Illeana Douglas on going from actress to webseries entrepreneur. Her IKEA branded show Easy to Assemble is now in its fourth season. Plus, The Business contributor Ari Karpel sits down with Oscar-winning make-up artist Lois Burwell. On Lincoln she helped transform Daniel Day Lewis into the iconic president.
FROM THIS EPISODE
Kim Masters and John Horn-- Film Writer for the Los Angeles Times-- banter about some of this week’s top Hollywood News stories.
- Netflix strikes a huge deal with The Walt Disney Company for that studio’s content. To go into effect in 2016. How this will transform the landscape of video-on-demand and cable.
- Celador, the company that created and owns Who Wants to Be a Millionaire wins a legal fight with The Walt Disney Company over reported unpaid fees from when the show aired on Disney-owned ABC.
- Studios send swag to woo voters-- critics, guild and academy members alike.
Netflix takes Disney pay-TV rights from Starz
Disney Loses Appeal of Massive $319 Million 'Millionaire' Verdict
Oscar Excess: Lincoln Cookbooks and Haggis Chips
In 2008, after three TV pilots failed to be picked up, Illeana Douglas turned her attention to the smaller screen. Now she’s in her fourth season of ‘Easy To Assemble’-- the IKEA branded webseries. But this is not an ad-- at least not in the traditional sense. Douglas explains the rare creative freedom she gets (only two notes in four years) and how essentially IKEA has paid her to go to film school for the last four years.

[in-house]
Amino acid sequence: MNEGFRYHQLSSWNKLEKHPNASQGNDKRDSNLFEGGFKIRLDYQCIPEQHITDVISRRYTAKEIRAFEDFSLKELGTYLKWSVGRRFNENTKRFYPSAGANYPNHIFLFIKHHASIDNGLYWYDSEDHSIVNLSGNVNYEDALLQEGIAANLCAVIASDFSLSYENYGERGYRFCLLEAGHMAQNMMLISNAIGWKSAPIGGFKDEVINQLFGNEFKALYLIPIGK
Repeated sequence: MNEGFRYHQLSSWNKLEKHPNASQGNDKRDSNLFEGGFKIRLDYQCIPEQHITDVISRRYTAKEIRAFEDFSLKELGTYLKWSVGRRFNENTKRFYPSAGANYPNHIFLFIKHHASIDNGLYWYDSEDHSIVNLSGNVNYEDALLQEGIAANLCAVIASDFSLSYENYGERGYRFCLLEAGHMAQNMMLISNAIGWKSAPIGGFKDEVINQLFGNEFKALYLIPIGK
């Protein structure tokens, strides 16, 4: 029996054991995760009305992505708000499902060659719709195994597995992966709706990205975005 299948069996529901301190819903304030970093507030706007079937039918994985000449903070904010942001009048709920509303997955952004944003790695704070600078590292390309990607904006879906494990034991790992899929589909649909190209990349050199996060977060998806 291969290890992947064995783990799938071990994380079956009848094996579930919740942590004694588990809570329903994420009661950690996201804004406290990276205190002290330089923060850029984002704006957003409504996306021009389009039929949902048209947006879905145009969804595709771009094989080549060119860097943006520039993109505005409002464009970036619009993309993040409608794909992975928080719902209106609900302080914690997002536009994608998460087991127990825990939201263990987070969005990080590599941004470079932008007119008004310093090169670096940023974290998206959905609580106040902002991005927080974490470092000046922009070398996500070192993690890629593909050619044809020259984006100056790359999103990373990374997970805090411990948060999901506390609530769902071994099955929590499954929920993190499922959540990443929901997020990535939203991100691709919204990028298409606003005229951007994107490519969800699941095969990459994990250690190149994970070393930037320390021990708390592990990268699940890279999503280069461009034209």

Illeana Douglas at KCRW
On Set at Ikea
Journalist Ari Karpel sits down with Oscar-winning make-up artist Lois Burwell who was tasked with the responsibility to transfrom Daniel Day Lewis into the iconic president for the Spielberg movie Lincoln. Burwell, gives us a sense of what it’s truly like to work as a make-up artist-- stripping away the idea of glamour to the sometimes messy work on set.
More From The Business
Director Luca Guadagnino on 'Call Me by Your Name' For the new movie Call Me By Your Name, Italian filmmaker Luca Guadagnino started as a consultant but ended up as the director. He tells us about the decade-long journey making the film and how he convinced Armie Hammer to take the part of Oliver, a closeted graduate student who finds a passionate romance one summer in 1980s Italy.
Pamela Adlon on 'Better Things' and collaborator Louis C.K. Better Things co-creator Pamela Adlon tells us about learning to stop second guessing herself and embracing many roles -- writer, director, producer and actor. And yes, we ask her about Louis C.K. We spoke to Adlon just days before the New York Times published a story alleging that C.K., her long-time collaborator, had a history of sexual misconduct.
Director Ruben Östlund on his Swedish satire 'The Square' Hollywood chased after Swedish writer-director Ruben Östlund following his well-received 2014 film Force Majeure. But Östlund isn't so sure he wants to be caught. He tells KCRW's Matt Holzman about staying in Scandinavia and his new movie The Square, a satirical dramedy that is his second film selected as Sweden's foreign language submission to the Oscars.
Krista Vernoff and Janis Hirsch on sexual harassment in Hollywood Two women who have carved out great careers in Hollywood share their stories of sexual harassment. Comedy writer Janis Hirsch and Grey's Anatomy showrunner Krista Vernoff talk about what they've had to put up with and their hope that the culture will finally change.
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